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And all who told it added fomething new, 470
And all who heard it, made enlargements too,
In ev'ry ear it spread, on ev'ry tongue it grew.
Thus flying east and weft, and north and south,
News travel'd with increase from mouth to mouth.
So from a spark, that kindled first by chance, 475
With gath'ring force the quick'ning flames advance;
Till to the clouds their curling heads aspire,
And tow'rs and temples fink in floods of fire.

When thus ripe lyes are to perfection fprung,
Full grown, and fit to grace a mortal tongue, 480
Thro' thousand vents, impatient, forth they flow,
And rush in millions on the world below.
Fame fits aloft, and points them out their course,
Their date determines, and prescribes their force:
Some to remain, and some to perish soon;
Or wane and wax alternate like the moon.

Around, a thousand winged wonders fly,


Born by the trumpet's blaft, and scatter'd thro' the fky.

There, at one paffage, oft you might furvey

A lye and truth contending for the way;

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And long 'twas doubtful, both fo closely pent,
Which first should iffue thro the narrow vent:
At laft agreed, together out they fly,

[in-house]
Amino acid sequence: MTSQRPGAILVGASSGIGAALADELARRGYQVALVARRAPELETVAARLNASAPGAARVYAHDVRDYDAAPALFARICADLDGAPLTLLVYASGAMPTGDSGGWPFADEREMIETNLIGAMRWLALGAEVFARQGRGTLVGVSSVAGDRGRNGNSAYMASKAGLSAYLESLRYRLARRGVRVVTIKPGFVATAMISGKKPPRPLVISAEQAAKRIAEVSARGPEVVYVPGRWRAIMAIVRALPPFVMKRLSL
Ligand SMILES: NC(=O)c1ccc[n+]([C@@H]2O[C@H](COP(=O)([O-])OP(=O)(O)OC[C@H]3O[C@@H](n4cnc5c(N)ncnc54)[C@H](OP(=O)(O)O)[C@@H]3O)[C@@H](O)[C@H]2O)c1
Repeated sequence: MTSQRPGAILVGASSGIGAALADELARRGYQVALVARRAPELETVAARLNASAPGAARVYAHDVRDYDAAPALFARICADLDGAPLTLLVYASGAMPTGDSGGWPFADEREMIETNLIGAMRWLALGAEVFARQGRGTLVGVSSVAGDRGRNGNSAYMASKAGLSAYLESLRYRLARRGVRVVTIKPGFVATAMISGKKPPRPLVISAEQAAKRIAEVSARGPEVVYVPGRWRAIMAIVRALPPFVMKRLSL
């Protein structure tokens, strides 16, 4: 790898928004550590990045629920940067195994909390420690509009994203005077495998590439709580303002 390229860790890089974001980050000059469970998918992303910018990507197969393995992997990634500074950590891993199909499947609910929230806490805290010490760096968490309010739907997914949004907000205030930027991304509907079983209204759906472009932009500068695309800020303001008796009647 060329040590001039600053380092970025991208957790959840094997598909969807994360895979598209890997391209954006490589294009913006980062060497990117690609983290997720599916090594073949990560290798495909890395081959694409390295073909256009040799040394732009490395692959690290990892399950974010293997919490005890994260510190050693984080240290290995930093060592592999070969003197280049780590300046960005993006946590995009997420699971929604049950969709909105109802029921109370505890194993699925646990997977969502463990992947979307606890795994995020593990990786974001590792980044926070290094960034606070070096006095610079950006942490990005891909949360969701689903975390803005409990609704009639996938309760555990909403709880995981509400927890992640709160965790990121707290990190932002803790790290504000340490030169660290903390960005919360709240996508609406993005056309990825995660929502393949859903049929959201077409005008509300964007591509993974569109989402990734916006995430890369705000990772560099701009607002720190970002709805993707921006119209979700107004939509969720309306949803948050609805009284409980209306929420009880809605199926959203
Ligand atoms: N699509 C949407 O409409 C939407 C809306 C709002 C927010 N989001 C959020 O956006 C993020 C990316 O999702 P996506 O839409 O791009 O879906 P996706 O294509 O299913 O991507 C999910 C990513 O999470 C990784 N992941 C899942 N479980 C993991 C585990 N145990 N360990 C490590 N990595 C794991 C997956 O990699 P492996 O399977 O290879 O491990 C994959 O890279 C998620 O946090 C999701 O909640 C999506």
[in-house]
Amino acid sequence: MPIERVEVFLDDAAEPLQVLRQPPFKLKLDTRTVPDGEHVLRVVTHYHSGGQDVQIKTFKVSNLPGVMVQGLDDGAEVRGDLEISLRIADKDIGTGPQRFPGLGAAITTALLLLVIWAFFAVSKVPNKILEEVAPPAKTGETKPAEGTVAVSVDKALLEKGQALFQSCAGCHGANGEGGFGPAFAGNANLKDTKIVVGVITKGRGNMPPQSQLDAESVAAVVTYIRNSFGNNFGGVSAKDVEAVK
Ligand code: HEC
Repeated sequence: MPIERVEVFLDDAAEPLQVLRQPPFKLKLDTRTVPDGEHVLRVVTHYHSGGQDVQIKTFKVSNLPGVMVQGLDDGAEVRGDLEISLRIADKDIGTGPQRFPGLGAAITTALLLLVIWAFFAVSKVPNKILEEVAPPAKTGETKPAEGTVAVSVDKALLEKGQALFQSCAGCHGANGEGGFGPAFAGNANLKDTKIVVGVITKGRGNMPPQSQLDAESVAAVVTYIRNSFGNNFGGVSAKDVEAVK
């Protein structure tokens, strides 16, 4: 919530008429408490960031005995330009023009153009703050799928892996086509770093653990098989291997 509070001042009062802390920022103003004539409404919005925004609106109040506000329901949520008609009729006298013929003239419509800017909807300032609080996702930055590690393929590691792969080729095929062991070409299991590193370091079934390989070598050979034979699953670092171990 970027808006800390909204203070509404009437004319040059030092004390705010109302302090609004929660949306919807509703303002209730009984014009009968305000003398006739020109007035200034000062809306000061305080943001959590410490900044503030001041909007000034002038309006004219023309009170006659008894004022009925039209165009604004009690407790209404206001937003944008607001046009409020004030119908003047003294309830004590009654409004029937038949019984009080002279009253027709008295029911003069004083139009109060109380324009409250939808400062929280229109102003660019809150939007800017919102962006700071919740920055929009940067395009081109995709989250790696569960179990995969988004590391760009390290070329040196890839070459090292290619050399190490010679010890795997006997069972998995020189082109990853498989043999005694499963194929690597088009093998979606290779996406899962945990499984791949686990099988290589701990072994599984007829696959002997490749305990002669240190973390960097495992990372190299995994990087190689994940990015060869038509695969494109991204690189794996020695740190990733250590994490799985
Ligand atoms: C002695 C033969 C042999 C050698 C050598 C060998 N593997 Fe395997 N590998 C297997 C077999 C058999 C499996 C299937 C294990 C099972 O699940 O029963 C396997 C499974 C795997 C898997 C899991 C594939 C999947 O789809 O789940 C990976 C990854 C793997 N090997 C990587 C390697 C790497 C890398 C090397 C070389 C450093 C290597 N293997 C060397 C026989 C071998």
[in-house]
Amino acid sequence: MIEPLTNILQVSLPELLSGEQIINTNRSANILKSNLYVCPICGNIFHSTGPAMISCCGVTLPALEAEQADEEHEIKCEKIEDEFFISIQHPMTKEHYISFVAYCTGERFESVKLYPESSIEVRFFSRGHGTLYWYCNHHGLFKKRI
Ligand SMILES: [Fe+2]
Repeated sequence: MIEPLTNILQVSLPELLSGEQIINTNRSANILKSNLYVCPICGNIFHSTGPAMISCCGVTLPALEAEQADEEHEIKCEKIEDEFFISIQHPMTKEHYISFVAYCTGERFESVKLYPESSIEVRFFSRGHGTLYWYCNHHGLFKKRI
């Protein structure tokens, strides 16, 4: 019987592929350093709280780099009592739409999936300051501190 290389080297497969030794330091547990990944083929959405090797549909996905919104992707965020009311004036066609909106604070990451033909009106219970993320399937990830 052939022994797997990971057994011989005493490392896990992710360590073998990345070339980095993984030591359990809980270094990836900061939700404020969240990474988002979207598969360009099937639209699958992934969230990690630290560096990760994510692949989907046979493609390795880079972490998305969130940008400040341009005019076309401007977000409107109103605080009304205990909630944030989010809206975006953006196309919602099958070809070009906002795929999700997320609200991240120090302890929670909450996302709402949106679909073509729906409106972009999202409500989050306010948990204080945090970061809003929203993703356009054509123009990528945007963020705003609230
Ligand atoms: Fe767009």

Infeparable now, the truth and lye;

The strict companions are for ever join'd,


And this or that unmix'd, no mortal e'er shall find.

While thus I ftood, intent to fee and hear,

One came, methought, and whisper'd in

my ear: What could thus high thy rash ambition raise? Art thou, fond youth, a candidate for praise? 500

'Tis true, faid I, not void of hopes I came, For who so fond as youthful bards of Fame? But few, alas! the cafual bleffing boast,

So hard to gain, so easy to be loft.

How vain that second life in others breath,


Th'eftate which wits inherit after death!


VER. 497. While thus I food, &c.] The hint is taken from a paffage in another part of the third book, but here more naturally made the conclufion, with the addition of a Moral to the whole. In Chaucer he only anfwers" he came to fee the place;" and the book ends abruptly, with his being furprized at the fight of a Man of great Authority, and awaking in a fright. P.


A lefing and a fad footh faw
That gonnen at adventure draw
Out of a window forth to pace -

And no man, be he ever fo wrothe,

Shall have one of these two, but bothe, etc. P.

Ease, health, and life, for this they must refign,
(Unfure the tenure, but how vaft the fine!)
The great man's curfe, without the gains, endure,
Be envy'd, wretched, and be flatter'd, poor; 510
All luckless wits their enemies profest,

And all fuccessful, jealous friends at best.
Nor Fame I flight, nor for her favours call;
She comes unlook'd for, if she comes at all,


But if the purchase costs so dear a price,

As foothing Folly, or exalting Vice:

Oh! if the Muse must flatter lawless fway,

And follow ftill where fortune leads the way;
Or if no bafis bear my rifing name,

But the fall'n ruins of another's fame;


Then teach me, heav'n! to fcorn the guilty bays,
Drive from my breast that wretched luft of praise,
Unblemish'd let me live, or die unknown;
Oh grant an honeft fame, or grant me none !

$ F2

January and May:





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